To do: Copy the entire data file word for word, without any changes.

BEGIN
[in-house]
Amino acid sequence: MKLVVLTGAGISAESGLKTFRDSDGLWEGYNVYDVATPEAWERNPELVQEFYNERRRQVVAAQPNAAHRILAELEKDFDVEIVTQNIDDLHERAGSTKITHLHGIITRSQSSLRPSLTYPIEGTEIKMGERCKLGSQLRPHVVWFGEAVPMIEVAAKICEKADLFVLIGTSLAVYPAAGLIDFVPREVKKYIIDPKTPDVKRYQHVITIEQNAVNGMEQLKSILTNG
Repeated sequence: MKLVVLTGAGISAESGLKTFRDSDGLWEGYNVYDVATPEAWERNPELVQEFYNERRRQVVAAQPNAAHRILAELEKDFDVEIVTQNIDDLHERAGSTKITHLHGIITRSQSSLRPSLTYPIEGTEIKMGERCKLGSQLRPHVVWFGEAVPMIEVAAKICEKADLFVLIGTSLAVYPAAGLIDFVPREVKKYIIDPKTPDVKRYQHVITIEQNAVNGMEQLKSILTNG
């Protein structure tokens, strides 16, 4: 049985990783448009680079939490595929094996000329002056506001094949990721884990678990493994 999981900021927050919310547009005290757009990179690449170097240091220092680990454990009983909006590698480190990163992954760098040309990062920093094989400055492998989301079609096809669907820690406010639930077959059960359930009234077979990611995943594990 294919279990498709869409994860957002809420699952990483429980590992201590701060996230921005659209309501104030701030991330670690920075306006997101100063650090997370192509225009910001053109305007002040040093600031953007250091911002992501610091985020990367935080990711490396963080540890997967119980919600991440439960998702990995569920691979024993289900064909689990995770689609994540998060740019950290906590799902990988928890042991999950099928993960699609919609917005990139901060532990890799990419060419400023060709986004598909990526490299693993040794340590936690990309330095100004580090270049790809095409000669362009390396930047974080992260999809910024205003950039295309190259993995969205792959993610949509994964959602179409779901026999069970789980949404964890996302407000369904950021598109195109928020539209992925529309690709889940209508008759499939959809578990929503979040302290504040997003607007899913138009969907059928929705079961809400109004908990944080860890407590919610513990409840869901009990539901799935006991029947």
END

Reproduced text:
[in-house]
Amino acid sequence: MKLVVLTGAGISAESGLKTFRDSDGLWEGYNVYDVATPEAWERNPELVQEFYNERRRQVVAAQPNAAHRILAELEKDFDVEIVTQNIDDLHERAGSTKITHLHGIITRSQSSLRPSLTYPIEGTEIKMGERCKLGSQLRPHVVWFGEAVPMIEVAAKICEKADLFVLIGTSLAVYPAAGLIDFVPREVKKYIIDPKTPDVKRYQHVITIEQNAVNGMEQLKSILTNG
Repeated sequence: MKLVVLTGAGISAESGLKTFRDSDGLWEGYNVYDVATPEAWERNPELVQEFYNERRRQVVAAQPNAAHRILAELEKDFDVEIVTQNIDDLHERAGSTKITHLHGIITRSQSSLRPSLTYPIEGTEIKMGERCKLGSQLRPHVVWFGEAVPMIEVAAKICEKADLFVLIGTSLAVYPAAGLIDFVPREVKKYIIDPKTPDVKRYQHVITIEQNAVNGMEQLKSILTNG
């Protein structure tokens, strides 16, 4: 049985990783448009680079939490595929094996000329002056506001094949990721884990678990493994 999981900021927050919310547009005290757009990179690449170097240091220092680990454990009983909006590698480190990163992954760098040309990062920093094989400055492998989301079609096809669907820690406010639930077959059960359930009234077979990611995943594990 294919279990498709869409994860957002809420699952990483429980590992201590701060996230921005659209309501104030701030991330670690920075306006997101100063650090997370192509225009910001053109305007002040040093600031953007250091911002992501610091985020990367935080990711490396963080540890997967119980919600991440439960998702990995569920691979024993289900064909689990995770689609994540998060740019950290906590799902990988928890042991999950099928993960699609919609917005990139901060532990890799990419060419400023060709986004598909990526490299693993040794340590936690990309330095100004580090270049790809095409000669362009390396930047974080992260999809910024205003950039295309190259993995969205792959993610949509994964959602179409779901026999069970789980949404964890996302407000369904950021598109195109928020539209992925529309690709889940209508008759499939959809578990929503979040302290504040997003607007899913138009969907059928929705079961809400109004908990944080860890407590919610513990409840869901009990539901799935006991029947």